Rays and Mariners: a baseball bromance

PORT CHARLOTTE — Is there something going on with the Rays and Mariners?2 Weeks Ago1 Week Ago4 Days AgoOf the 65 players walking around Rays camp, 12 — that's nearly 20 percent — were formerly with Seattle, including eight (plus two minor-leaguers)...

Rays and Mariners: a baseball bromance

PORT CHARLOTTE — Is there something going on with the Rays and Mariners?

2 Weeks Ago

1 Week Ago

4 Days Ago

Of the 65 players walking around Rays camp, 12 — that's nearly 20 percent — were formerly with Seattle, including eight (plus two minor-leaguers) acquired in four trades within the past 16 months.

"We're the Tampa Bay Mariners," said reliever Danny Farquhar, shipped southeast in November 2015. "We should get shirts."

While laughing off the clubhouse jokes about a baseball bromance between the front offices, both general managers — Seattle's Jerry DiPoto and Tampa Bay's Erik Neander — say a good working relationship is part of the reason they've done so much business together (including three other trades when DiPoto previously ran the Angels).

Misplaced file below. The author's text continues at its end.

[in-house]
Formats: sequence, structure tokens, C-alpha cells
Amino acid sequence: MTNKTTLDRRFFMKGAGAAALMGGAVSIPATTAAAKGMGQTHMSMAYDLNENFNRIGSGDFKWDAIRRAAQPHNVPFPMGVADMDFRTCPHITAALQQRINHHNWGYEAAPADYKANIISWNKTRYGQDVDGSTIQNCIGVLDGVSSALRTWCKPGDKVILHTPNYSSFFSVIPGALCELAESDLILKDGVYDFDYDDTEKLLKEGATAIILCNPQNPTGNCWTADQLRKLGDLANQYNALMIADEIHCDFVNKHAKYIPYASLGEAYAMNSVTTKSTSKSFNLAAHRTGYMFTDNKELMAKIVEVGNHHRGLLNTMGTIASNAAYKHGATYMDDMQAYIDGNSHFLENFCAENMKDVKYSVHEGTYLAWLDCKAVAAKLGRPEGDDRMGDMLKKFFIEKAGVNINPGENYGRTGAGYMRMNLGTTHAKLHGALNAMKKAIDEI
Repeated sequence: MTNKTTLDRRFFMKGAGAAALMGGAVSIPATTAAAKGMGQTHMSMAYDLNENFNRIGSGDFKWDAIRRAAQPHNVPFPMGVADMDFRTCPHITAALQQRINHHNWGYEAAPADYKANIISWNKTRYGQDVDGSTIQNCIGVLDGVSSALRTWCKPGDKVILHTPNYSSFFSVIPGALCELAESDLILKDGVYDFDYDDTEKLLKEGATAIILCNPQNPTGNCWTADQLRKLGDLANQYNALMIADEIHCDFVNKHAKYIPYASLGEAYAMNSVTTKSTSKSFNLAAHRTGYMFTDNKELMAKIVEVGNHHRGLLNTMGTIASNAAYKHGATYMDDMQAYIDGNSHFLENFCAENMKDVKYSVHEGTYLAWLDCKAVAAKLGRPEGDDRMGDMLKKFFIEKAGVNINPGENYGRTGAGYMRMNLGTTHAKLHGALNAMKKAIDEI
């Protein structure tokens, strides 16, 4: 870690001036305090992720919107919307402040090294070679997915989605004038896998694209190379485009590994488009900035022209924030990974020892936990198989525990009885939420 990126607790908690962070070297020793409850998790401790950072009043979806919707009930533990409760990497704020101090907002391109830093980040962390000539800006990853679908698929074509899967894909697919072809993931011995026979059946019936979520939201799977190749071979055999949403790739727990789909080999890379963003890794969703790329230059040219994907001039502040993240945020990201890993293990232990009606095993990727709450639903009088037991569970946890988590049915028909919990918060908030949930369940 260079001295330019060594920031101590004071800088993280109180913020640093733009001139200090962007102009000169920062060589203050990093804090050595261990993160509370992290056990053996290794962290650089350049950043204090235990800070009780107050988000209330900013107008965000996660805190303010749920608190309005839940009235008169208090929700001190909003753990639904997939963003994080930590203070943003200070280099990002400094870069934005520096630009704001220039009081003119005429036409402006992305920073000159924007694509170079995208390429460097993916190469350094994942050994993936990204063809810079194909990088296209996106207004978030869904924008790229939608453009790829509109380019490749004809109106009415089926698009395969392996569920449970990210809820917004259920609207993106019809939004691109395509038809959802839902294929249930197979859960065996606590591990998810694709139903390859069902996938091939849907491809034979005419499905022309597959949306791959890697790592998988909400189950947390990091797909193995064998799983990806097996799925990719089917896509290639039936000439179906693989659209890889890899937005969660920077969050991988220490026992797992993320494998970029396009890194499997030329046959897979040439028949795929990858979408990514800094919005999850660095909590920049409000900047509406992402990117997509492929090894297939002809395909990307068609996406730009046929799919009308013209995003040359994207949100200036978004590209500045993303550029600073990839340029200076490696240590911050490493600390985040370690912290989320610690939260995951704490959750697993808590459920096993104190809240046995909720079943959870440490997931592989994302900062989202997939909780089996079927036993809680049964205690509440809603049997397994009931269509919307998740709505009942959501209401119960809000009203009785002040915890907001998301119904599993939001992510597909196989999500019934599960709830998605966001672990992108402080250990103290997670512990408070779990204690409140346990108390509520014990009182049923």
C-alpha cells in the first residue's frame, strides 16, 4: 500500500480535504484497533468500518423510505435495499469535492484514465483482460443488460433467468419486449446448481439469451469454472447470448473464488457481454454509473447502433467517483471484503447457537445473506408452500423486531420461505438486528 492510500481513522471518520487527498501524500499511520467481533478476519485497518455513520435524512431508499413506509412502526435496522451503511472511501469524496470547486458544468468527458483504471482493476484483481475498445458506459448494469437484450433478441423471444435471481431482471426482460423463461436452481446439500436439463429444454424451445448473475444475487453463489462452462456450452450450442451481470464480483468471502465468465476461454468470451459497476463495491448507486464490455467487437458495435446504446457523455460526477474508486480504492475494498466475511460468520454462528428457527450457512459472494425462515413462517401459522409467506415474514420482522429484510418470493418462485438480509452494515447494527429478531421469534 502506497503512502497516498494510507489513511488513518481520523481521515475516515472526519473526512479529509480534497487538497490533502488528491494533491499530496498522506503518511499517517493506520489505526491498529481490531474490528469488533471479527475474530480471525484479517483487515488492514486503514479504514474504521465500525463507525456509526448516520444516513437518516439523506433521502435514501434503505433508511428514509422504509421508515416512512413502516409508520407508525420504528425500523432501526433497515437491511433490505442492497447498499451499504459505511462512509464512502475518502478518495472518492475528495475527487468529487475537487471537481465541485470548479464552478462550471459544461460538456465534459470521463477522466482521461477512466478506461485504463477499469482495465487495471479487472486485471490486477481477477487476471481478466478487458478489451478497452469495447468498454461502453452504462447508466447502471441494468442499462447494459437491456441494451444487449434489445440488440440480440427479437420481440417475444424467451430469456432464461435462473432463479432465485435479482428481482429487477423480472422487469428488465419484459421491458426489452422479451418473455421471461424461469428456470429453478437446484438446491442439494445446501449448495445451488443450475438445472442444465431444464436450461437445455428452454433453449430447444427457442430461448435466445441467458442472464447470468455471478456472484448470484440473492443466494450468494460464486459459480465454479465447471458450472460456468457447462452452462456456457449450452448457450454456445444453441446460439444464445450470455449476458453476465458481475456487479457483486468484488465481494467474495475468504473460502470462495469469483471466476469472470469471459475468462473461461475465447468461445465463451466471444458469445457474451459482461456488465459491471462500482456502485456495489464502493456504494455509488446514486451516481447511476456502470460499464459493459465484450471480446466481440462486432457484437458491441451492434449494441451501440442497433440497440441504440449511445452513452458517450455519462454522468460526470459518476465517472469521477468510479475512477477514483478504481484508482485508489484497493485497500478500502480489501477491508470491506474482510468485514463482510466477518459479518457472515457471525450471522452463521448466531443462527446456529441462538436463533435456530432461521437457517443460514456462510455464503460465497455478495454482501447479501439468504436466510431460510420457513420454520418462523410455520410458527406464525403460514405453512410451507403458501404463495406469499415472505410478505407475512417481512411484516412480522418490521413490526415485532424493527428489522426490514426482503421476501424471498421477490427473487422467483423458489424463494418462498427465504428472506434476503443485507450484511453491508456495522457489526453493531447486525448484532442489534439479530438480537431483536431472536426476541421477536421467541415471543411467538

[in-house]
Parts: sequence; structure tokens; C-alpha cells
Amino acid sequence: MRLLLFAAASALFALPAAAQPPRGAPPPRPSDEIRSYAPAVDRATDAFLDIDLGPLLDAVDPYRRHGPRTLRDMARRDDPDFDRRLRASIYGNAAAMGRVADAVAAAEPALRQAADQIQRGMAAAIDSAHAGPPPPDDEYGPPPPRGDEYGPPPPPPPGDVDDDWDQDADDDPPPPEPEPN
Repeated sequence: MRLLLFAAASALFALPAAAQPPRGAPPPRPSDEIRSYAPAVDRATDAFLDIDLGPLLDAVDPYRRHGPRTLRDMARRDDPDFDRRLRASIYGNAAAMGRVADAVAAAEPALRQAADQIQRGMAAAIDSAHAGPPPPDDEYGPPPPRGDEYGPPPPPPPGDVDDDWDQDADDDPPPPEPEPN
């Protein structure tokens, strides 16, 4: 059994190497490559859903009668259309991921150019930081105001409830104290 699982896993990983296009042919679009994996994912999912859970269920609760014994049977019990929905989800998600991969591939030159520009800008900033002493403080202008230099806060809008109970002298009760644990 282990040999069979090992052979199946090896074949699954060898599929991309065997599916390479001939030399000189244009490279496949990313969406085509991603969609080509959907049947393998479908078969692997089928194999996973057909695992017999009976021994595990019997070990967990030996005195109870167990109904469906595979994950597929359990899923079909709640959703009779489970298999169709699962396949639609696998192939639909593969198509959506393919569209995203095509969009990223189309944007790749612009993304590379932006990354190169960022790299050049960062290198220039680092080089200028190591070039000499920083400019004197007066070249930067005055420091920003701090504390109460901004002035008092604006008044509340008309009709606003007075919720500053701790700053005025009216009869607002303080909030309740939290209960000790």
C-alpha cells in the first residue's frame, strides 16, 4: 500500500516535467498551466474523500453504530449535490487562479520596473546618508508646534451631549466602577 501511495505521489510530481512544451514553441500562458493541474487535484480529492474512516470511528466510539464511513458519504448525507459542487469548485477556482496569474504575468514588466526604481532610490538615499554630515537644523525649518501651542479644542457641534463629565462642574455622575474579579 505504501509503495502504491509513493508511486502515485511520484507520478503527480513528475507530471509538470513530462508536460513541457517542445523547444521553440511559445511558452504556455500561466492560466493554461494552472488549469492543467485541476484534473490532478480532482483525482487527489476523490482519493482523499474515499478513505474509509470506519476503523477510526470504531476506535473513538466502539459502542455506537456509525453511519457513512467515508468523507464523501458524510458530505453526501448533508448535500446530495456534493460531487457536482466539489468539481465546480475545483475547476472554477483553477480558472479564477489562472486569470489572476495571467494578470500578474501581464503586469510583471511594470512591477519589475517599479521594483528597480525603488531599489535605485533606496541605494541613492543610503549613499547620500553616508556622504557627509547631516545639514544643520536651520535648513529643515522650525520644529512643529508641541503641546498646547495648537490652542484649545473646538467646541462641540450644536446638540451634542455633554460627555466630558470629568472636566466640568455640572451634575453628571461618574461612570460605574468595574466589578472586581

"It's a good group going back to (former baseball chief) Andrew Friedman and I do just enjoy talking baseball with them," DiPoto said. "We may have a half-hour phone call and five minutes revolves around the players we're discussing."

There is more to the commonality, such as the combination of similarities in the ways they evaluate players and differences in their stages of roster construction that matched up their shopping lists for everything from established big-leaguers to low-level prospects.

"I think it comes down to a high level of trust between our organizations, and that leads to a very open, free-flowing dialogue about players," Neander said. "Our player needs have also lined up well; Seattle has had players that we thought would be particularly good fits for us, and vice versa."

Having so many former Seattle players has some benefits.

When Lakeland-born lefty Ryan Yarbrough got dealt to his hometown team in mid January, he quickly called former Double-A Jackson teammate Andrew Kittredge, who'd gone through the same process a couple of months earlier.

"He was like, 'You're going to get a bunch of phone calls but I've got all this info since I've been through it, so here's what to expect,' " Yarbrough said. "That definitely made it a lot easier."

And when catcher Jesus Sucre walked into the Rays clubhouse after an early February trade, he had the immediate comfort of familiarity with five of the pitchers. "It was so funny, like Farquhar said, 'the Tampa Bay Mariners,' " Sucre said. "It's crazy."

Marc Topkin can be reached at mtopkin@tampabay.com. Follow @TBTimes_Rays.

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